The Lowdown on Facebook’s New Political Ad Requirements
Facebook has been in the news a lot lately, and not always for the right reasons. Several recent reports hint at the changes in the upper decks at the two social media giants, Facebook and Twitter, particularly relating to political campaign ads in a bid to increase transparency. Facebook came under fire after the Cambridge Analytica scandal, and Twitter has also recently come under fire for several reasons including its plans to curb hate speech on its microblogging platform. As per NYTimes:
“Facebook and Twitter announced plans on Thursday to increase transparency of political campaign ads, changes aimed at preventing foreign manipulation of the coming midterm elections.
“Facebook said it would begin including a “paid for” label on the top of any political ads in the United States. Clicking on the label will take people to a page where they can view the cost of the ad and the demographic breakdown of the audience that viewed the ad.”
From Facebook’s own pages:
“Last fall, we announced several new advertising features and processes we’re building to help ensure transparency and authenticity in political ads. These include:
- View ads, which allows people to see all ads a Page is running, regardless of whether they’re in the target audience
- A new authorization process for political advertisers who want to run election-related ads
- A searchable ads archive, where people will be able to see all political ads we’ve identified on Facebook
Today, we’re expanding our process to require authorization for advertisers running political ads to also include those running issue ads. Issue ads are ads about political topics people are debating across the country. We are working with third parties to develop a list of key issues and will refine that list over time.”
But will introducing these checks and balances at the user level of Facebook ads actually help? This latest move by Facebook hints not just at more transparency in its monetization initiatives relating to political campaigns but also indicates that it has probably begun the long trudge towards gaining back the faith of its user community. But it is far from the utopian picture that Facebook paints about everything it does, reports ProPublica: “As these examples suggest, Facebook’s new screening policies to deter manipulation of political ads are creating their own problems. The company’s human reviewers and software algorithms are catching paid posts from legitimate news organizations that mention issues or candidates while overlooking straightforwardly political posts from candidates and advocacy groups.”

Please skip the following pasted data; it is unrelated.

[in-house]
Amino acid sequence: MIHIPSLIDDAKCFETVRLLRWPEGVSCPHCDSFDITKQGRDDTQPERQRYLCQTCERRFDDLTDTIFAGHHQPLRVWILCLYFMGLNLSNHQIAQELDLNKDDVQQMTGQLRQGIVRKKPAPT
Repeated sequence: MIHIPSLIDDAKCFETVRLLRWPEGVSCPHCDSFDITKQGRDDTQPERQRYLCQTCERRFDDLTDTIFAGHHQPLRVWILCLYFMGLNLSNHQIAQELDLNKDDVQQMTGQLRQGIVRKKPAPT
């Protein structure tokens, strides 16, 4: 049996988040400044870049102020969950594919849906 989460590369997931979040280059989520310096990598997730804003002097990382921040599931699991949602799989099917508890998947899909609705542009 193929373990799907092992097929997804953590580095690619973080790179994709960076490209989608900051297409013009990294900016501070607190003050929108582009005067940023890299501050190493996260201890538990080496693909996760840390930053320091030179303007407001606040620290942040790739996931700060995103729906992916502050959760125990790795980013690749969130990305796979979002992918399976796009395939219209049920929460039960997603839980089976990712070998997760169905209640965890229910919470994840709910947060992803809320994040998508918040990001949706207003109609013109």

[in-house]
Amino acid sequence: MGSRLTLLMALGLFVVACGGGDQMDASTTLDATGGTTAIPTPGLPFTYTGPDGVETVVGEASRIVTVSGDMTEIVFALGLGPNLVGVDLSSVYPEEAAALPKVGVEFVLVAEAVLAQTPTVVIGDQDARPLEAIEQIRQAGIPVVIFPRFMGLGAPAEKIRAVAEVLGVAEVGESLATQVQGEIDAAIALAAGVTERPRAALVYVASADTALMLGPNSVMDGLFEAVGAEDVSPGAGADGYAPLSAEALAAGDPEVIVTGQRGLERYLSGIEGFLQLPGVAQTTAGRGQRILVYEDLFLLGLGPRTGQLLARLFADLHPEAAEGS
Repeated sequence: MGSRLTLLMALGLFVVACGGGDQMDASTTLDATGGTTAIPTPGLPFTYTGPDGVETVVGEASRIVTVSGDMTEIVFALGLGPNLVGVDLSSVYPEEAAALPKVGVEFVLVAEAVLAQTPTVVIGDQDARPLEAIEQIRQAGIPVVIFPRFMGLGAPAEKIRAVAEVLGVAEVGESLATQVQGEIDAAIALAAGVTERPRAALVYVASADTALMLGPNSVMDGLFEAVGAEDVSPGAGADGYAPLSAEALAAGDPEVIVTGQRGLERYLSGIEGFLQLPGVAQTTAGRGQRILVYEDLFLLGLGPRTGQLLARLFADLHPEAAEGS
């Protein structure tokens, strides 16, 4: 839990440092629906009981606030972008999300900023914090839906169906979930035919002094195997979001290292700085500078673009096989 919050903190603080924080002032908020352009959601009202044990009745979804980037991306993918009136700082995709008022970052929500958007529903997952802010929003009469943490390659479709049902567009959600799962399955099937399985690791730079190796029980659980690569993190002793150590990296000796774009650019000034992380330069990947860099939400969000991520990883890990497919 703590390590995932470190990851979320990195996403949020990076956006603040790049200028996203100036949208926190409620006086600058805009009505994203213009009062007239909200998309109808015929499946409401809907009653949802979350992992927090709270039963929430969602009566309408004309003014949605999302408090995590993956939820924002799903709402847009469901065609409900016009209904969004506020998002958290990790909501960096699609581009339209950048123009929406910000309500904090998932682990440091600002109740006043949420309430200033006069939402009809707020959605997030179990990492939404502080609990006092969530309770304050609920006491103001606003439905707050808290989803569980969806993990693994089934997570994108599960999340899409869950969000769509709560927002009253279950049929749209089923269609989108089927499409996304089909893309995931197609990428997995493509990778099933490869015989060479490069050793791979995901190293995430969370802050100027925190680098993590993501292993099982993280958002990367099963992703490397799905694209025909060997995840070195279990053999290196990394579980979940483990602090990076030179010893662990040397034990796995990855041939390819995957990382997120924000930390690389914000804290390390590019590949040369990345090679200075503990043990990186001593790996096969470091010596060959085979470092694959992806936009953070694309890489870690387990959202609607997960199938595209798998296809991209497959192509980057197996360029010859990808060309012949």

The new rules put the onus on the advertiser to be its own governance forum. As you will notice, there is the standard disclaimer built in, that this is an iterative process. As midterm election season approaches, the focus will be on what kind of heft Facebook ads might have on the campaigns, given all the details that emerged from the Cambridge Analytica data scandal. The sign-off on its pages on political advertising dos and don’ts is: “Healthy civic discourse strengthens communities, and we know that it can thrive on Facebook when it’s safe and authentic. Today’s updates are a few of the important steps we’re taking to prevent abuse and ensure that people have the context and information they need when viewing political content on our platforms.”
What do you think about these moves by Facebook? Will they ensure more transparency and self-governance, or is it just window dressing? Let us know in the comments below.